Having been a fan of Werner Herzog’s Grizzly Man, I have always wanted to read John Krakauer’s Into the Wild, and I want to do so even more now that I have seen Sean Penn’s cinematic adaptation of it. Chris McCandless’ enigmatic existence makes for an epic film full of important questions concerning society, life, love, and relationships. Never in my film-watching have I wanted so badly to connect with a character and never has it been quite so difficult. Here is a music video for “Hard Sun,” one of Eddie Vedder’s many songs composed for the film. Read on for my review of what is truly a captivating film.
Certainly without spoiling anything, Into the Wild is the story of Chris McCandless, a young, new graduate of Emory University. He foregos a promising educational future (Harvard Law School most likely), gives away his life’s savings, destroys any form of personal identification, and sets out west. For over a year, he bums around the northern and western United States, dipping down into Mexico, and works odd jobs to get by and save for his ultimate destination, Alaska…the wild. A little over two years after his disappearance from his family, a group of moose hunters found his body in the Alaskan wilderness. The intervening period is full of life-giving encounters and personal growth on the way to an ultimately tragic ending.
Into the Wild is simply a beautifully directed and photographed film. Penn and his cinematographer, Eric Gautier, capture the natural beauty and diversity of this country and the people who inhabit it. Emile Hirsch gives an Oscar nomination-worthy performance as the wide-eyed, yet wise McCandless. Perhaps one of the film’s strongest points are the people McCandless encounters on his journey. Catherine Keener plays an aging hippie with family problems of her own. Vince Vaughn plays a South Dakota grain farmer who dabbles in some illegal activity. Hal Holbrook plays Ron Franz, an old leather worker and military veteran. Holbrook’s offers a gripping performance to which I will return below. William Hurt and Marcia Gay Harden give powerful, if understated, performances as Chris’ troubled parents whose dysfunction spurns him on his journey.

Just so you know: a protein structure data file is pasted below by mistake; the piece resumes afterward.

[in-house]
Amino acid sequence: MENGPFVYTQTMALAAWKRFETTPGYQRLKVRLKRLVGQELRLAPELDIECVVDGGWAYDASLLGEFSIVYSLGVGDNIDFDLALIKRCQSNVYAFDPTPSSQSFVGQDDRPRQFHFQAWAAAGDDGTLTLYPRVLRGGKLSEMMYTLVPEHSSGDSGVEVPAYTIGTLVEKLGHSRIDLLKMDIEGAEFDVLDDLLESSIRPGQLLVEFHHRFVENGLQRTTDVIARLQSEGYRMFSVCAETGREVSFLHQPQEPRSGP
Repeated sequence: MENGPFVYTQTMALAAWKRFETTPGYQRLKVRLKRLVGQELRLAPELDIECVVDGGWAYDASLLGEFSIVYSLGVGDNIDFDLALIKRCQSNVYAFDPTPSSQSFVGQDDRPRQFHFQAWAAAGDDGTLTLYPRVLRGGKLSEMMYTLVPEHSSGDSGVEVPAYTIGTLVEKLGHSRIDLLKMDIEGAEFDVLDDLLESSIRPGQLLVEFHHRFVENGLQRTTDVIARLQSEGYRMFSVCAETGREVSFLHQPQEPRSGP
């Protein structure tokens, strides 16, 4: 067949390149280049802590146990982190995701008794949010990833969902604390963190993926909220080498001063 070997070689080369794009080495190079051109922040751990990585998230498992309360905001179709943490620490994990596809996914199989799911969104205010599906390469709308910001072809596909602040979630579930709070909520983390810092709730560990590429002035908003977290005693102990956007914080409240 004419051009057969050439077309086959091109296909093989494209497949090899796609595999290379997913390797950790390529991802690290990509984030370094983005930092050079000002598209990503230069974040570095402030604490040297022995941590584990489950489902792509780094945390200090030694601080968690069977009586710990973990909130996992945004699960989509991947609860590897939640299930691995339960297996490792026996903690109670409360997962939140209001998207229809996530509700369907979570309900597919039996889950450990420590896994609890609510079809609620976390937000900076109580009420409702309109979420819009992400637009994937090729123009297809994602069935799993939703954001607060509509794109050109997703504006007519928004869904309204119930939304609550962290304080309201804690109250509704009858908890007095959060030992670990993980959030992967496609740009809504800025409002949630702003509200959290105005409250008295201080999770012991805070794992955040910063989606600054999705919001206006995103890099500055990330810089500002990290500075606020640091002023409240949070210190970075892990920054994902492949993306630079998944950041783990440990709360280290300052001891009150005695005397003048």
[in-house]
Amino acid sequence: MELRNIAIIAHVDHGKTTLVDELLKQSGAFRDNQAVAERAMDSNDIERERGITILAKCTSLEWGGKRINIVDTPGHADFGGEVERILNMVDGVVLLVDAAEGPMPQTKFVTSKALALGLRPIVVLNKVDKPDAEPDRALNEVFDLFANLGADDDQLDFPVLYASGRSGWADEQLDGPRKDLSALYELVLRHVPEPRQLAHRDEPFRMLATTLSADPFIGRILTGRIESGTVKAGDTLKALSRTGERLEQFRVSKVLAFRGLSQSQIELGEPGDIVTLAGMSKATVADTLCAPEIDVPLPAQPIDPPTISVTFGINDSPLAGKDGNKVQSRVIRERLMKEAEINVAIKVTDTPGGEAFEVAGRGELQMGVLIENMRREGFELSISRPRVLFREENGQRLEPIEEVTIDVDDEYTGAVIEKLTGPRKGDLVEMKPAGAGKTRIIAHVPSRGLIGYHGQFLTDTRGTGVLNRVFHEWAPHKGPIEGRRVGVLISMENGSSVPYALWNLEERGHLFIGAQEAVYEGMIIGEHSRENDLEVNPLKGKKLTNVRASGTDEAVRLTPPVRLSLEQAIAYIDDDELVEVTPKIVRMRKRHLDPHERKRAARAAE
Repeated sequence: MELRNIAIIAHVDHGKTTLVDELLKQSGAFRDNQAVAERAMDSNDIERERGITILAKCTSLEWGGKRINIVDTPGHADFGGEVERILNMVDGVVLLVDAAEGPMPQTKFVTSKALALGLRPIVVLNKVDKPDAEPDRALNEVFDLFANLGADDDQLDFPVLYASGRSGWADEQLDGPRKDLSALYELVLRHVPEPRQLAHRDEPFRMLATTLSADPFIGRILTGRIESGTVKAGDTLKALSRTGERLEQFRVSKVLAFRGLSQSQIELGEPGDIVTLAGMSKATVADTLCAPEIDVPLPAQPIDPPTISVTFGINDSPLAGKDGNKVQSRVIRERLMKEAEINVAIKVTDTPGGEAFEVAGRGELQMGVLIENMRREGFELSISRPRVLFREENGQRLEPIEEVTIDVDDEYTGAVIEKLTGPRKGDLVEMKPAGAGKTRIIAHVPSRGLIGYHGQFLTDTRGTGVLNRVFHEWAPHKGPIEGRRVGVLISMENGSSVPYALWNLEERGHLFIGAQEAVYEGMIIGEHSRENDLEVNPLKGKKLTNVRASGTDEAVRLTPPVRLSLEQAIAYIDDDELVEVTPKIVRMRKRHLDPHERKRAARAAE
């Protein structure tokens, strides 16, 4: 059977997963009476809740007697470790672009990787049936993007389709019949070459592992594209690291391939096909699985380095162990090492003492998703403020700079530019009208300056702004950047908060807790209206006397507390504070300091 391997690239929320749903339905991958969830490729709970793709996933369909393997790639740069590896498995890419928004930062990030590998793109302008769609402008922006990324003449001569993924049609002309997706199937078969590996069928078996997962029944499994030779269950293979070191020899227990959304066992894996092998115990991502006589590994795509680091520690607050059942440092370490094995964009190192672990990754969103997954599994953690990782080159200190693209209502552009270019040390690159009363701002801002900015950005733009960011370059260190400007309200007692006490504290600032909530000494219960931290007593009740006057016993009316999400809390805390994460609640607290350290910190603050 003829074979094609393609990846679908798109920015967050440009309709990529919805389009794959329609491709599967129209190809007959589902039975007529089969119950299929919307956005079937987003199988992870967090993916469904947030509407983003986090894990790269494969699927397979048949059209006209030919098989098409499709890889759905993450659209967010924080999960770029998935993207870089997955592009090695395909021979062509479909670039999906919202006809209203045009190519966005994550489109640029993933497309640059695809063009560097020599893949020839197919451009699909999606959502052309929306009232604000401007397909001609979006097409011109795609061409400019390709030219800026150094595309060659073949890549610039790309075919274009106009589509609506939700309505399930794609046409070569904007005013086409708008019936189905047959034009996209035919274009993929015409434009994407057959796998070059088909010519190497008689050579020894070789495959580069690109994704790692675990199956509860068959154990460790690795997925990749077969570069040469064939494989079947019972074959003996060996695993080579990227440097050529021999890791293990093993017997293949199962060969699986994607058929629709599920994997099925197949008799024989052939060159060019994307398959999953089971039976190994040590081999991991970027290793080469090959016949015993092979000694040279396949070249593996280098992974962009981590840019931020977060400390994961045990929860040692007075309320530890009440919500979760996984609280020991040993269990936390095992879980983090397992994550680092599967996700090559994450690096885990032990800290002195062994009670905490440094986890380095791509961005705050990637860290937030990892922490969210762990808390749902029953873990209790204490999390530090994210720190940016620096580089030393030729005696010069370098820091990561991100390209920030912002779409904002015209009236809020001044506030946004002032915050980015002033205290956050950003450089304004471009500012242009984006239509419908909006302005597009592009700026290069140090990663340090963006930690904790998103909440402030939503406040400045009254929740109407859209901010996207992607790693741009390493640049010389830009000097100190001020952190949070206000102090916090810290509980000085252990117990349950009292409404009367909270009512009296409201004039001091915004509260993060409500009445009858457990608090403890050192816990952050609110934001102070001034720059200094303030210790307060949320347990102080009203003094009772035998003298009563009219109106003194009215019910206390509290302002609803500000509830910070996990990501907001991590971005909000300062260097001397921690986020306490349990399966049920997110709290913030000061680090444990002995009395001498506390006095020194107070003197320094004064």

Penn concludes the film with an actual photograph that Chris took of himself in Alaska. He stares straight into his own camera, and thus Penn’s, with a knowing grin that makes us question what it is he has learned after all. Of course Penn’s film answers this in a dramatic conclusion, but some questions do remain. Chris comes to the conclusion, in the film, that happiness is only real if shared with others. Throughout his journey, he sees glimpses of this, whether philosophizing with hippies, partying with farmers, or working leather with a veteran. Yet just as these relationships begin to mature, Chris flees. He trades off genuine connection for a search for truth, which he seems to realize, too late, existed in these very relationships all along. When Ron, who is the last of his family, asks Chris if he can adopt him to continue his lineage, Chris shrugs it off and tells him that they can discuss it when he returns from Alaska. Ron is just as aware as we are that he will never see Chris again. Chris’ approaching the precipice of change but inching back defines much of his journey until he reaches Alaska.
Chris’ life and his negative views of society must be questioned. He throws himself into the wild, and it ultimately consumes him. Even Thoreau, whom Chris constantly quotes, new he could not live in solitude. Chris and Roy discuss God and the necessity of forgiveness. Theirs is not a particularly deep theological discussion; however, we could draw a theological point from hit. Perhaps we are created for community, just as God exists in community with God’s self. What is the human story if not divine attempts to create community and humanity’s attempts to deny or destroy it? The hippie commune in southern California is even too societal for Chris, and he flees. Chris’ trip to Salvation Mountain near the hippie camp is one of the special moments in the film, but he again misses the point. Chris has immersed himself in the study of humanity’s darkest deeds which blind him to their brightest moments that life before him. He vehemently attacks the idea of society and its corruptions and lies; however, he does not seem to realize that, far from escaping society, he is stridently defining himself in his negative relation to it, and is, as such, dependent on it.
Some critics were wary of the film’s length and inability to capture the power Krakauer’s book; however, Penn always manages to draw us back into the story at key moments. The soundtrack, composed by Eddie Vedder, is a nice supplement, if sometimes invasive. Ultimately, Penn seems to reveal the tragedy and potential wastefulness of McCandless’ “experiment” while still respecting his decision to undertake it.
Into the Wild (145 minutes) is in theaters now and is rated R for